Anglo American PLC agreed to sell rival Codelco a stake in its coveted south-central Chile copper holdings on Thursday, ending a bruising 10-month battle between the mining titans over Codelco’s bid to buy a bigger share.
The cash deal, which is worth more than $2.8-billion and represents a significant discount to the market price, will cut Anglo’s stake in its Anglo American Sur properties to 50.1 per cent while giving Chilean state miner Codelco and its financing partner, Japan’s Mitsui & Co., a 29.5-per-cent stake.
The agreement terminates a multibillion-dollar courtroom showdown over Anglo’s flagship Los Bronces mine, poised to become the world’s No. 5 copper mine at its peak and previously called La Disputada, “the disputed one” in Spanish.
Codelco initially wanted to exercise an option to purchase 49 per cent of Anglo American Sur. But Anglo’s surprise sale of 24.5 per cent of the properties to Mitsubishi for a hefty $5.4-billion last November dented Codelco’s ambitions.
Anglo and Codelco executives both praised Thursday’s deal, which was reached a day before an agreed deadline.
Anglo copper chief John MacKenzie, in a rare joint press conference with Codelco chief executive officer Thomas Keller in Santiago, said the company had done well for its shareholders.
“[Anglo] would have received $4.9-billion for the 49-per-cent stake rather than the equivalent of $7.19-billion agreed today, resulting in an effective $2.29-billion improvement,” Goldman Sachs said in a note to clients.
Meanwhile, Mr. Keller said Codelco ended up with a stake in the most productive copper reserves district in the world at a highly attractive price. A previous valuation suggested a price of about $2.8-billion for the 24.5-per-cent stake.
Codelco’s willingness to relinquish its original aspirations for the 49 per cent may sit poorly with public opinion and its powerful unions, however. And Anglo was forced to nearly halve its share in Los Bronces mine in less than a year.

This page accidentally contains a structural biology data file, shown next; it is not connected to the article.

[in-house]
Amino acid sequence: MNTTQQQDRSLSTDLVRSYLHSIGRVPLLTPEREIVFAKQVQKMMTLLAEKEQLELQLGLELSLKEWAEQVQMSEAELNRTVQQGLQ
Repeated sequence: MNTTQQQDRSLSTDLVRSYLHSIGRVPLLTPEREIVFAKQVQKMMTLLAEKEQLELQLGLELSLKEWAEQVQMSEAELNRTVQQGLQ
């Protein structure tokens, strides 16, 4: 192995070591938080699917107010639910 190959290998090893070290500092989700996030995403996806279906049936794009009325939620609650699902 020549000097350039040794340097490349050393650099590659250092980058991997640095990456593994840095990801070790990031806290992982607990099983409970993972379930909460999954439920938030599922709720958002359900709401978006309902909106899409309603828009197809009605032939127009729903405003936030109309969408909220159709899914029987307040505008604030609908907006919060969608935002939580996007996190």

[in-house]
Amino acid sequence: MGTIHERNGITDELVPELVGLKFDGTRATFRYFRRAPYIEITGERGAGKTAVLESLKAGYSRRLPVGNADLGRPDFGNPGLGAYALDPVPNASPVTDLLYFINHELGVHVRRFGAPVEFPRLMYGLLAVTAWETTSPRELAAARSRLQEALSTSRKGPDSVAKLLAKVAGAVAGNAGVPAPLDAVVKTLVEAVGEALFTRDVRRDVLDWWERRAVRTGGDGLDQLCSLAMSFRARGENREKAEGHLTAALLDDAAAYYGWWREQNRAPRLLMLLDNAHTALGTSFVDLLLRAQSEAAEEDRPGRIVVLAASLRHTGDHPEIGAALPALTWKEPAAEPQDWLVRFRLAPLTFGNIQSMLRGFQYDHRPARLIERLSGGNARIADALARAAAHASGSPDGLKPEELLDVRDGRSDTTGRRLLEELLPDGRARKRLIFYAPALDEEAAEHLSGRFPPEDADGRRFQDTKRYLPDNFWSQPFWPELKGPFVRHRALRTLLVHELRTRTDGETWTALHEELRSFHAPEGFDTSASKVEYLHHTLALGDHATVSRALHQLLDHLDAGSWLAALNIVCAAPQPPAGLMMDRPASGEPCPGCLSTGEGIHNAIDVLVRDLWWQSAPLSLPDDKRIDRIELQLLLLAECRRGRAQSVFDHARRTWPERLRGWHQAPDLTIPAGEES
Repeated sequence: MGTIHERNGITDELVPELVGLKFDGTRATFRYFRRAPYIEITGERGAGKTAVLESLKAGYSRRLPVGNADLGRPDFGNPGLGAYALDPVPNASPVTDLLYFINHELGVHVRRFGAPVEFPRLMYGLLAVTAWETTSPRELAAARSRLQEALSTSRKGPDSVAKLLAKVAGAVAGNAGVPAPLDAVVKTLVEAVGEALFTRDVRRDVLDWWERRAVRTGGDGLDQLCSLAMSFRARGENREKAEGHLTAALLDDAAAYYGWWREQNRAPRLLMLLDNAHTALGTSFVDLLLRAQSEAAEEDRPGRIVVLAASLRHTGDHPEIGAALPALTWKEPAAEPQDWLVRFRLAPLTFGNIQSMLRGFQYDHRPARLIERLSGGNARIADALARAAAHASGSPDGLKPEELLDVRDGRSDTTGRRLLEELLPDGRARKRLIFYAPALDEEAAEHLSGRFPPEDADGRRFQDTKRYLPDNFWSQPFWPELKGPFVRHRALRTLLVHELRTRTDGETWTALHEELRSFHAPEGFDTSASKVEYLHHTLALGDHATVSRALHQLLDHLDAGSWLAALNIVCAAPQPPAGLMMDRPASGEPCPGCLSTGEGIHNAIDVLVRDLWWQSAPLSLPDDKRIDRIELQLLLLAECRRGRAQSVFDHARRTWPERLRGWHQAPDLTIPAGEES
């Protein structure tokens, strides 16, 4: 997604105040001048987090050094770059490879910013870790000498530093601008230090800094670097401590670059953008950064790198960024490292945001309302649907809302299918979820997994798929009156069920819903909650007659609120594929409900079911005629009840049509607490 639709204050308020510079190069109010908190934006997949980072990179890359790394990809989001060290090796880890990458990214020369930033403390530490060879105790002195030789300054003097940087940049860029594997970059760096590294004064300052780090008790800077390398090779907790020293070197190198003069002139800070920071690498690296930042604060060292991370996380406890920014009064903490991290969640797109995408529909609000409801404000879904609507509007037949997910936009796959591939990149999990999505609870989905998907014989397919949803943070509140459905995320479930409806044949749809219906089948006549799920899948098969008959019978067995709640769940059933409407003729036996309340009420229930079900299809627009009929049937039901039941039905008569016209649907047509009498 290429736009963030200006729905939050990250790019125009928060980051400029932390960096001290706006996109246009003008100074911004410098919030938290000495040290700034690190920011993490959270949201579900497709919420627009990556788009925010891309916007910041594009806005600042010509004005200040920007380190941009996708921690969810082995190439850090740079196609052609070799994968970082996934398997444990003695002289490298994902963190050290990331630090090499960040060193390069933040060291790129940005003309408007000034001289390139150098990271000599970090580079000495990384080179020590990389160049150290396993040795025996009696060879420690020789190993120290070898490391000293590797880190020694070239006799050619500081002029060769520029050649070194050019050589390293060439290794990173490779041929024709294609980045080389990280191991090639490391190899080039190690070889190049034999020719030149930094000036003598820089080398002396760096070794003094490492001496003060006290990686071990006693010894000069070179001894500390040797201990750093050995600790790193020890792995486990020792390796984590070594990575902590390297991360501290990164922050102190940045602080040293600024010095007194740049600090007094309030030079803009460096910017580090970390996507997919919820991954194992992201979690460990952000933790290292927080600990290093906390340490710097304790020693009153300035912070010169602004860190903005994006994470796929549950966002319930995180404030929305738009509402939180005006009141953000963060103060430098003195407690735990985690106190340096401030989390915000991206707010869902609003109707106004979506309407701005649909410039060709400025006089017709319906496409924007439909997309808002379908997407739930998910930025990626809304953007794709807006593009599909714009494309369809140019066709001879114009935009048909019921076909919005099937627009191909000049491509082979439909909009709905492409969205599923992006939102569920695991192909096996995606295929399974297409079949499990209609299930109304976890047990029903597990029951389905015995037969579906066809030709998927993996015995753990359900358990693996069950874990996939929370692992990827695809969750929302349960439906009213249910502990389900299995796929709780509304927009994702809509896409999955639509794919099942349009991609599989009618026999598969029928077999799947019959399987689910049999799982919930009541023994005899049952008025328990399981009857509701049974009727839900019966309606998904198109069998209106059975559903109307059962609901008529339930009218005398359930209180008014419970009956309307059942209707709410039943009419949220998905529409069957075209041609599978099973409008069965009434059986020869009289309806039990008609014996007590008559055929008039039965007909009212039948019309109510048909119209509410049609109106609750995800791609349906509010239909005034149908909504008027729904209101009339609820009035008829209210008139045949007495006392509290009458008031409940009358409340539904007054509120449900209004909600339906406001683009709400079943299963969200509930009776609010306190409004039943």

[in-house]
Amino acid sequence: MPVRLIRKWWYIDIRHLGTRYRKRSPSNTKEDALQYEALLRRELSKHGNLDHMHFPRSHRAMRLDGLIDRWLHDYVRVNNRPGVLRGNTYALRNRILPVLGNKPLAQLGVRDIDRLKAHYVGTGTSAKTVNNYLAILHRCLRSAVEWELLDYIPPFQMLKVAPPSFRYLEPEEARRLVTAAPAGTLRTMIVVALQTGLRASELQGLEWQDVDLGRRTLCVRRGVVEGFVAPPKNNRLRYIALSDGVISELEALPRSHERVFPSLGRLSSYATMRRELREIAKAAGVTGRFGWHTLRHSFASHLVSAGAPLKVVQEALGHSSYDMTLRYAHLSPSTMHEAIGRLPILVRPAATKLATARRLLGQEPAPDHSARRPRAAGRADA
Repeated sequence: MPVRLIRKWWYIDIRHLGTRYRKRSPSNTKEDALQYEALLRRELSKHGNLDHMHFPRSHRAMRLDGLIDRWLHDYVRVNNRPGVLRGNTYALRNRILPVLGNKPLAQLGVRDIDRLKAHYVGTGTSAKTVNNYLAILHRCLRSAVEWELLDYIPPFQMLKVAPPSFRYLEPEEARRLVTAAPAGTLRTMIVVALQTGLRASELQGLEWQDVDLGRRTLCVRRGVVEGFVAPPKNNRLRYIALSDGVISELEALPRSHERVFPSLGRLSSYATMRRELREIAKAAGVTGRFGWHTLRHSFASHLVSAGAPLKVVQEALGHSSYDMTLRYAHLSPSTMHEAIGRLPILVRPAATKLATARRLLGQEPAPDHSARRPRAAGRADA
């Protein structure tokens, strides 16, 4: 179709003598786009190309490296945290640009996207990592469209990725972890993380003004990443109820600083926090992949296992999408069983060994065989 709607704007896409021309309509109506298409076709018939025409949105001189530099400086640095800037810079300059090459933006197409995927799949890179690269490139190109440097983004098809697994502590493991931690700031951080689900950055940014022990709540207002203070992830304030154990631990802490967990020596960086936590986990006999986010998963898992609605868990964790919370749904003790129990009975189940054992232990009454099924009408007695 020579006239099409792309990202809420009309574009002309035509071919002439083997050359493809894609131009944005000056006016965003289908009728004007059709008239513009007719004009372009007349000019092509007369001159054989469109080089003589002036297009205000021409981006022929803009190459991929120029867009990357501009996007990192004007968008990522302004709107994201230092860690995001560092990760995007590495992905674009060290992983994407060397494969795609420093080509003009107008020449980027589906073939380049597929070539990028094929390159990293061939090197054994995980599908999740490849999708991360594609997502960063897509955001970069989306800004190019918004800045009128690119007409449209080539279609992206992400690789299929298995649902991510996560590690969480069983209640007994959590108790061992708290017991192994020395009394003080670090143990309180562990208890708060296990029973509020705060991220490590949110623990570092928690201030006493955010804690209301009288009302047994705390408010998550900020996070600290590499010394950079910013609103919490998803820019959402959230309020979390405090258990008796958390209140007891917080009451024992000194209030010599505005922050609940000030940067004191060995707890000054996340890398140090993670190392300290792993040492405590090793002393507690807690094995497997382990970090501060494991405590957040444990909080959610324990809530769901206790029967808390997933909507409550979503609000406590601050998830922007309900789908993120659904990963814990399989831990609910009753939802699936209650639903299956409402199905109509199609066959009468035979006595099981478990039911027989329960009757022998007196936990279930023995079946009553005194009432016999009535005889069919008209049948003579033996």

The two miners are hoping the deal leads to “joint initiatives on Los Bronces-Andina,” Anglo said. Industry players have long speculated over potential synergies between the two mines, which geologically constitute one mega-deposit.
“Codelco gets significant value from an option contract that seemed lost for many years,” said Juan Carlos Guajardo, head of mining think-tank Cesco in Santiago. “The most important thing for Anglo is that it has closed in a fairly reasonable manner a situation that could have generated significant problems. It’s a good deal for all parties.”
Under the deal, world No.1 copper producer Codelco will buy a 24.5-per-cent stake in Anglo American Sur for $1.7-billion in cash. Mitsui has extended a $1.863-billion loan to Codelco for the purchase.
Codelco will also get land adjacent to its flagship Andina mine, which it values at around $400-million, Anglo said.
Mitsui, in the context of the Codelco-Mitsui partnership, will buy an additional 5-per-cent shareholding for another $1.1-billion, with shares made up 0.9 per cent from Anglo and 4.1 per cent from Mitsubishi. The 4.1 per cent will be bought by Anglo from Mitsubishi for $890-million, and subsequently sold on.
“It’s clear Mitsubishi and Mitsui are betting heavily on Chile,” said Mr. Guajardo. “Mitsui is a conglomerate that is going to strengthen its position in the country. …It’s gaining a privileged relationship with Chile.”
Codelco and Mitsui could explore further mining opportunities together in Chile or internationally, Codelco said in a statement to Chile’s regulator on Thursday.
Last October, Codelco said it would exercise its option to buy a 49-per-cent stake in the Anglo Sur mining complex when the option window opened in January, 2012.
It secured a $6.75-billion bridge loan from Mitsui to exercise its option, with the right, but not the obligation, to pay off part of the loan through the sale of an indirect stake of half the shares acquired.
Weeks later, Anglo surprised the market with a pre-emptive sale of a 24.5-per-cent stake in Anglo Sur to Mitsubishi. Anglo said the $5.4-billion deal secured better value for investors.
Since then, the companies have been tussling over the properties.